This is exactly the scenario that is playing out in rural communities across the country. Nearly 20 rural hospitals closed their doors in 2019, more closures than any year in the past decade. This trend is expected to continue. read more

12 Comments on Chuck Norris: Slamming doors on rural hospital care

  1. Wanna bet this is part of Agenda 21.
    Force people to the cities…
    NWO,,ILLUMINATI,, SATAN’S ARMY ain’t play’in Bro.

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  2. And don’t forget illegal invaders that use the emergency room for routine doctor’s visits. The hospital in my dad’s small town (the only hospital in about a 35+ mile radius) almost closed a couple of years ago due to over $1 million in bad debt from all the illegals receiving service but never paying (federal law requires that they receive treatment from local facilities but the federal govt. doesn’t pay for the cost, aka “unfunded mandates”). The county raised property taxes to keep the hospital doors open and it is operating at close to “break even” these days.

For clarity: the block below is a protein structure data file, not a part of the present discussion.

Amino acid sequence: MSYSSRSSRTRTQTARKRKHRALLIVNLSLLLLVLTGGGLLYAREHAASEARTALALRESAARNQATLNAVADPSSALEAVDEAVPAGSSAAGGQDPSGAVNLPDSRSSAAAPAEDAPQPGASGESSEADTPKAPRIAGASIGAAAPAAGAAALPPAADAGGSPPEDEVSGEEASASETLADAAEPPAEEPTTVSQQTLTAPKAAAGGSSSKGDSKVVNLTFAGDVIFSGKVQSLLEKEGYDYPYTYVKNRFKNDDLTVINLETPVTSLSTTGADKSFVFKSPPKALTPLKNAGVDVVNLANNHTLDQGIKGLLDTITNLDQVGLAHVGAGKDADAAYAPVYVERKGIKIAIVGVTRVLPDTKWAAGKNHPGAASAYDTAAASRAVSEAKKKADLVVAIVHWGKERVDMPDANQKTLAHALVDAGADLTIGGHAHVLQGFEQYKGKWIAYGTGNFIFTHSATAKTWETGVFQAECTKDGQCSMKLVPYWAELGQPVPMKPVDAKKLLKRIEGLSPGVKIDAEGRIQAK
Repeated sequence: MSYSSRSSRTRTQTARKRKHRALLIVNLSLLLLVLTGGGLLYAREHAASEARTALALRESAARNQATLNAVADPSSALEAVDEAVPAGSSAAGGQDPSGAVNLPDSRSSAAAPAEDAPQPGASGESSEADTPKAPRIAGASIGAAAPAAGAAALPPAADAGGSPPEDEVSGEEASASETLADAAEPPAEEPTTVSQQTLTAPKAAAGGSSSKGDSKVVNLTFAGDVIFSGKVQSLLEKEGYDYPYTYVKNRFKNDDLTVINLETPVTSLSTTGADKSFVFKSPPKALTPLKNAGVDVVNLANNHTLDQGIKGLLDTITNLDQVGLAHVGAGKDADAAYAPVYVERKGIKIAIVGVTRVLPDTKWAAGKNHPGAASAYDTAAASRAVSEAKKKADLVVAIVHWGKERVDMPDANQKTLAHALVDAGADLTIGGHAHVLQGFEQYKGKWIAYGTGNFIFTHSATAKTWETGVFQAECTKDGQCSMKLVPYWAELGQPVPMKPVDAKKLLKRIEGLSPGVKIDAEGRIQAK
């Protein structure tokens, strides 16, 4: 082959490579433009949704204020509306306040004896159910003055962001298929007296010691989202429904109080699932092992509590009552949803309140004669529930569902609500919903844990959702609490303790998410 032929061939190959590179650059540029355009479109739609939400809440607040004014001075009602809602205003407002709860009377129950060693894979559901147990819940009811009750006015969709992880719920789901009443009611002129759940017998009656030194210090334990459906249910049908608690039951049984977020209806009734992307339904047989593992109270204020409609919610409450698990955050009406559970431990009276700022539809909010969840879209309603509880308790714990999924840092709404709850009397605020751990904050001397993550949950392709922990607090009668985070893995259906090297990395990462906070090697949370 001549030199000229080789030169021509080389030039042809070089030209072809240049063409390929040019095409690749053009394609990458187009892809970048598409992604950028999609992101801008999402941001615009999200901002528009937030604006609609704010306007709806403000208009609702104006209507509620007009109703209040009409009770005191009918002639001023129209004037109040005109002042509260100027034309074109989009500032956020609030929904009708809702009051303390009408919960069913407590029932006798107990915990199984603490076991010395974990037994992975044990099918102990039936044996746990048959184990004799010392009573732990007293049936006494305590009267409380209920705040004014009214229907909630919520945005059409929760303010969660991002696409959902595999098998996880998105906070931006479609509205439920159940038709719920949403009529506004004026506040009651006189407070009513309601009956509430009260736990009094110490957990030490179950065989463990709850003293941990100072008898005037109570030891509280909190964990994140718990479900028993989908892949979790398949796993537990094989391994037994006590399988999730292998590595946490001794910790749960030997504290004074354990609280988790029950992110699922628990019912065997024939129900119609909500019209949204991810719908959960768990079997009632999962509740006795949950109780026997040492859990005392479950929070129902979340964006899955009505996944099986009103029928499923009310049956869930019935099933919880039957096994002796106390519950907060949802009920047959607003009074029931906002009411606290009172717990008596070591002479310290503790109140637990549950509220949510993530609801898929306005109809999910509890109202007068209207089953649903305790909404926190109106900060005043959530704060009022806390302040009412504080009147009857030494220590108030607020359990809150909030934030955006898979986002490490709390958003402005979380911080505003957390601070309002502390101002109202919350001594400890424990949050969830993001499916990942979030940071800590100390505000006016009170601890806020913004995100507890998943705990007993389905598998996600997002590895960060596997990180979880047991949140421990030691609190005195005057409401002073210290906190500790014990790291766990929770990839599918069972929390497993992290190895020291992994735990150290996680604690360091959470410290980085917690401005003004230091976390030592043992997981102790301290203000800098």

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  3. government intrusion into ‘health care’ (however you define it) is the reason there is less health care for rural areas … due to the crushing burden of regulations they are not economically viable.

    … all according to plan

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  4. Emergency rooms are not the only issue. Insurance options and access to specialists in rural areas is almost nonexistent, at least it is in my rural area.